Of note is that over a long period (five or more years) investments tend to grow faster than savings. You should never invest until after you have adequate savings (at least three to six months of income to cover your living expenses).
Higher expected returns are accompanied by higher risk. By investing, you take the risk that the investments you choose may not live up to your expectations, or that troubles in the marketplace may depress investment prices. You can have a loss if you sell your investment for less than you paid for it. In a worst-case scenario, your investment might lose all its value. You can limit your risk, however, by choosing a well-diversified mix of investments. There are many things of value that you might choose to buy because you expect them to provide a profit, but the term “investment” here is described as products that are traded in an organised and regulated marketplace.
Return on Investmenet
Investment return is what you get back on an investment you made.
Ideally, the return will be positive, your initial investment or principal will remain intact, and you will end up with more than you invested. But because investing typically involves risk, your returns can be negative, and you can wind up with less money than you initially invested.
For example, let’s say you buy a stock for $30 a share and sell it for $35 a share. Your return is $5 a share minus any commission or other fees you paid when you bought and sold the stock. If the stock had paid a dividend of $1 per share while you owned it, your total return would be a gain of $6 a share before expenses.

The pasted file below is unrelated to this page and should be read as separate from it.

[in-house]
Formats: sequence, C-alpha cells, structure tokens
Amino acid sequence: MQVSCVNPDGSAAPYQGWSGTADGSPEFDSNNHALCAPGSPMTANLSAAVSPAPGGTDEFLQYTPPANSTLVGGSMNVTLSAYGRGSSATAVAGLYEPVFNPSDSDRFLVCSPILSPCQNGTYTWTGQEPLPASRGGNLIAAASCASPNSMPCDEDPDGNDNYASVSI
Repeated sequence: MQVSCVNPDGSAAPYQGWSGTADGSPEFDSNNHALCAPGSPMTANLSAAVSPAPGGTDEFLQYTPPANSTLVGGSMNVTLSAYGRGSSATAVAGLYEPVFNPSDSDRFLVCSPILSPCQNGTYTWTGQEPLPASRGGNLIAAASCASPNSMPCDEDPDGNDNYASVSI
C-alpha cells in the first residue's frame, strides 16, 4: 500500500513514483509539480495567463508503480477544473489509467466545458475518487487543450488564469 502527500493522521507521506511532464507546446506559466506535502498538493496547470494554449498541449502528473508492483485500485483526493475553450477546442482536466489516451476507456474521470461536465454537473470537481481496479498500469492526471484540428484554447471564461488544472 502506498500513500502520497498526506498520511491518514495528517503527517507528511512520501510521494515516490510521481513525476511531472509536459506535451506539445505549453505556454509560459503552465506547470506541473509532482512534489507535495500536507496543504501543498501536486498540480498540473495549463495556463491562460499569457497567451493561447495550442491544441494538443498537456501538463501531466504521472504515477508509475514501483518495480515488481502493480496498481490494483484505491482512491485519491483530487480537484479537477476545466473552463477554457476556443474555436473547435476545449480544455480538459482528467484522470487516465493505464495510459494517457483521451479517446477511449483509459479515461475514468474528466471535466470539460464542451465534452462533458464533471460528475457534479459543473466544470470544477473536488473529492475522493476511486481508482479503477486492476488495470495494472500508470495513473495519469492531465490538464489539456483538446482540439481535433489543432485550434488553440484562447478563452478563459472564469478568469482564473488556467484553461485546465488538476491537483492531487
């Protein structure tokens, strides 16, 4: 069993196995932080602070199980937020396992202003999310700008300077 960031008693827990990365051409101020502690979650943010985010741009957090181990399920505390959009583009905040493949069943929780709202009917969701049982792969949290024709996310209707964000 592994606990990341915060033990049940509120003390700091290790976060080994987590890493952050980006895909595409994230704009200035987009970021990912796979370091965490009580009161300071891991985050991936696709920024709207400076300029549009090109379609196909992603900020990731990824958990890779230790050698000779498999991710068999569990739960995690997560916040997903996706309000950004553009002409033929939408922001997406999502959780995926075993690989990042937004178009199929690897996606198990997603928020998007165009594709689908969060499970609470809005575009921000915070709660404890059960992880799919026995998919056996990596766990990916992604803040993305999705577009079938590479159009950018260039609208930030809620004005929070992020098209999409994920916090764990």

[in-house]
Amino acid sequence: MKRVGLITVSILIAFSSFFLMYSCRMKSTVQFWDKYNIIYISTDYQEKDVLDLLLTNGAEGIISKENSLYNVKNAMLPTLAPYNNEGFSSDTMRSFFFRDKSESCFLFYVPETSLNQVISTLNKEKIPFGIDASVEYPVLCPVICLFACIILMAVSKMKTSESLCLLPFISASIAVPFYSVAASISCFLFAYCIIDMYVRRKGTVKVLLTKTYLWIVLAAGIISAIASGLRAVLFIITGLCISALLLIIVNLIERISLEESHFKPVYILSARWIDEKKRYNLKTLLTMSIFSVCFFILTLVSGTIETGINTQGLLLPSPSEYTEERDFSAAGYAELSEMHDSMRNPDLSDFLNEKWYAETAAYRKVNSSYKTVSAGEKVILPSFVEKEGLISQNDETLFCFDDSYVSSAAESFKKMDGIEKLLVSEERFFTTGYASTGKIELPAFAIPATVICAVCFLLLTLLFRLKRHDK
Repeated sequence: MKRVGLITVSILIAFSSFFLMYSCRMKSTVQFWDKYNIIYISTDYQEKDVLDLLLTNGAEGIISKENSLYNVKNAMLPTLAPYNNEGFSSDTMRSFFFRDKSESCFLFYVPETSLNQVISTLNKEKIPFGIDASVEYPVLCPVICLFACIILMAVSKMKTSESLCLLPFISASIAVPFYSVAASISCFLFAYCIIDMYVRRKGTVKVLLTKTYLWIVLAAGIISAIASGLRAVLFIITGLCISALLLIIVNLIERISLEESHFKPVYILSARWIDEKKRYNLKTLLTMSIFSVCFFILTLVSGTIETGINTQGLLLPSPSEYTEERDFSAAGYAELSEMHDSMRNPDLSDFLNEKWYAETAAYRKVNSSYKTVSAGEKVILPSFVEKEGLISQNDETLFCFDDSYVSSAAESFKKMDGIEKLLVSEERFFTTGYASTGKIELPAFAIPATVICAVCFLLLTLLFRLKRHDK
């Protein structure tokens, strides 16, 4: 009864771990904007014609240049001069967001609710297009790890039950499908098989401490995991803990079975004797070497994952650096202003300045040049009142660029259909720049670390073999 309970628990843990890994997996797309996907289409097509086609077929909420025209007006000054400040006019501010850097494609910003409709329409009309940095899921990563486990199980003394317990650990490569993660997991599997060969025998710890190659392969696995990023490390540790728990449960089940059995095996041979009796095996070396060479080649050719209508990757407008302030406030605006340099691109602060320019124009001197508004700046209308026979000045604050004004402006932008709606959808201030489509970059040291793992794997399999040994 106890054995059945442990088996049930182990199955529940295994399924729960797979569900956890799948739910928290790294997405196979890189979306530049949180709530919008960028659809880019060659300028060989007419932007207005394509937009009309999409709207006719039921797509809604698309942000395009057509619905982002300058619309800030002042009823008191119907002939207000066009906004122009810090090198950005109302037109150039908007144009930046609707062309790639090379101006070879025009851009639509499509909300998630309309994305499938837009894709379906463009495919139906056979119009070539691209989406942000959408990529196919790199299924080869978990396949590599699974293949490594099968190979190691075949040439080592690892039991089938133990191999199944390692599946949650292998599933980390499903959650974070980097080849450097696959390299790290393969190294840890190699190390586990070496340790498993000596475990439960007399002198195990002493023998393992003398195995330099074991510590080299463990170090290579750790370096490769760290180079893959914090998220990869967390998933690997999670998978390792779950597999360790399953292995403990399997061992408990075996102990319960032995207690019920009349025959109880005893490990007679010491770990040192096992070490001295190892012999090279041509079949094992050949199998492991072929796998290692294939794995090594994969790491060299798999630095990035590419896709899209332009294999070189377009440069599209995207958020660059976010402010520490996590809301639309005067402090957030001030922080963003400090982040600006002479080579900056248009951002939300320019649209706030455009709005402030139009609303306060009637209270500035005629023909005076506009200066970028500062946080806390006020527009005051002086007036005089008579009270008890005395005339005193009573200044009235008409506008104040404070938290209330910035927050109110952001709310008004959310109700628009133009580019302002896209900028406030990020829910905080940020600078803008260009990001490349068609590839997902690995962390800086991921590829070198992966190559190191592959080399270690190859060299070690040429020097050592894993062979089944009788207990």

However, if you bought the stock at $35 and sold it at $30, you would have lost $5 on your investment, not counting expenses. If you earned a dividend of $1 per share, your actual loss would be reduced to $4 a share.
Total return = gain or loss in value + investment earnings (dividend)
Time and your portfolio
Time helps you to withstand the risks that accompany higher expected returns from investing in stocks, bonds or mutual funds. Most importantly, time allows you to recover from the potential short term losses.
Time can be important in several ways. Time can:
- Give you the freedom to take risks.
- Let your investments compound, or grow in value.
- Make it possible to plan for long-term investment goals, which are often the biggest and most challenging to meet.
Compounding is what happens when your investment earnings or income are reinvested and added to your principal, forming a larger base on which earnings can accumulate.
The larger your investment base or principal grows, the greater the earnings your investment can potentially generate. So the longer you have to invest, the more you can potentially benefit from compounding.
Example. Someone gives you a cheque for $1000. You forget it for a year. At the end of the year the cash value is still $1000.
If you deposit in an account paying 5% interest, at the end of the year you should have – $1,050
If you left the money at a fixed rate of 5 %, for 5 years, you would have $1,276.28 at the end of five years. You would have earned – $276.28 – Which is your compounded interest.